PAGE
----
I have a feeling that the "red Indians" discovered North America first, but if you look at the chart from Norway to Iceland to Greenland then Newfoundland looks quite plausible and inevitable and apart from that there are the written "evidence". Not, though, the wholly sort like Noah but just sort of more believable. But I have strong opposition to the word "invade", lets just be a bit modest in that respect.

      1. Anonymous Coward
        Anonymous Coward

        Re: HOGWASH!

        '..but if you look at the chart from Norway to Iceland to Greenland then Newfoundland looks quite plausible and inevitable and apart from that there are the written "evidence". '

        I'll just throw in here that the Irish were in Iceland when the Vikings got there, ditto re the Faroes (and this is according to the Vikings themselves and archaeological evidence).

        I'll also throw into the ring, mainly for the hell of it, the theory that the Phoenicians got to the Americas before Columbus, or was that the Egyptians..Cocaine Mummies, anyone?, or, step forward also, the Chinese..or even (cue dramatic music) The Knights Templar.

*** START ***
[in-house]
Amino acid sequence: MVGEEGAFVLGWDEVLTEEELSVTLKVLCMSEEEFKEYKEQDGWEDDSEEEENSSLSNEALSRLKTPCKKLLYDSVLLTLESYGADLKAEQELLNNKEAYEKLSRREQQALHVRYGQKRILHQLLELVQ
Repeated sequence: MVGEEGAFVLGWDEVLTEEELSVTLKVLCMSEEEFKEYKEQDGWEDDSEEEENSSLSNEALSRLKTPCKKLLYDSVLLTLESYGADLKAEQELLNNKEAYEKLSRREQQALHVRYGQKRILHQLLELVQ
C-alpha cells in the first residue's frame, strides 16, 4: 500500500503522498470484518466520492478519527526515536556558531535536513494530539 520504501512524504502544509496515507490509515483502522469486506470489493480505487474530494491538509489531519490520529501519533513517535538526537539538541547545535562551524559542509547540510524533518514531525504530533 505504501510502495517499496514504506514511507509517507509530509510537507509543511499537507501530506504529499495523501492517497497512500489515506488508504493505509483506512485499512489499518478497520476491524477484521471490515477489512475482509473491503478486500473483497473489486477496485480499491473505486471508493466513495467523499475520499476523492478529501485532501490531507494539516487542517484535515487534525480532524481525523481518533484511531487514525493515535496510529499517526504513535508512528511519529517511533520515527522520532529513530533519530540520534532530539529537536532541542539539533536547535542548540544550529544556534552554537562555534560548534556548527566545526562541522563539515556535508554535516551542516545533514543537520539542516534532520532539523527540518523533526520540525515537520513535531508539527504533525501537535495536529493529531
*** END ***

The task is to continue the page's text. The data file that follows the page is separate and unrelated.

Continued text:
Honourable mentions also, the Israelis (lost tribes Dept), the Bretons/Gauls, the Beaker People..

        'I have a feeling that the "red Indians" discovered North America first..'

        Is the only thing that matters, anything else, I always have a feeling that it's a seriously stupid and pointless game of pissing up the wall primarily being played out betwixt the Latins and Nordics.

        I'm not taking anything away from the actual Archaeology, that's actually interesting and, despite being of the Hiberno-Scots persuasion, I hope they can conclusively prove it is an ancient Viking settlement as it shows that our (collective) ancestors were a lot more mobile (and capable) that previous generations of historians thought/gave them credit for.

        Anyway, even if it is a Viking settlement, it never 'took'; no fleet ever arrived from Valhalla and the Battle of Gibraltar never happened...

        1. Lars Silver badge
          Happy

          Re: HOGWASH!

          "it shows that our (collective) ancestors were a lot more mobile (and capable) that previous generations of historians thought/gave them credit for.". Yes I fully agree with that".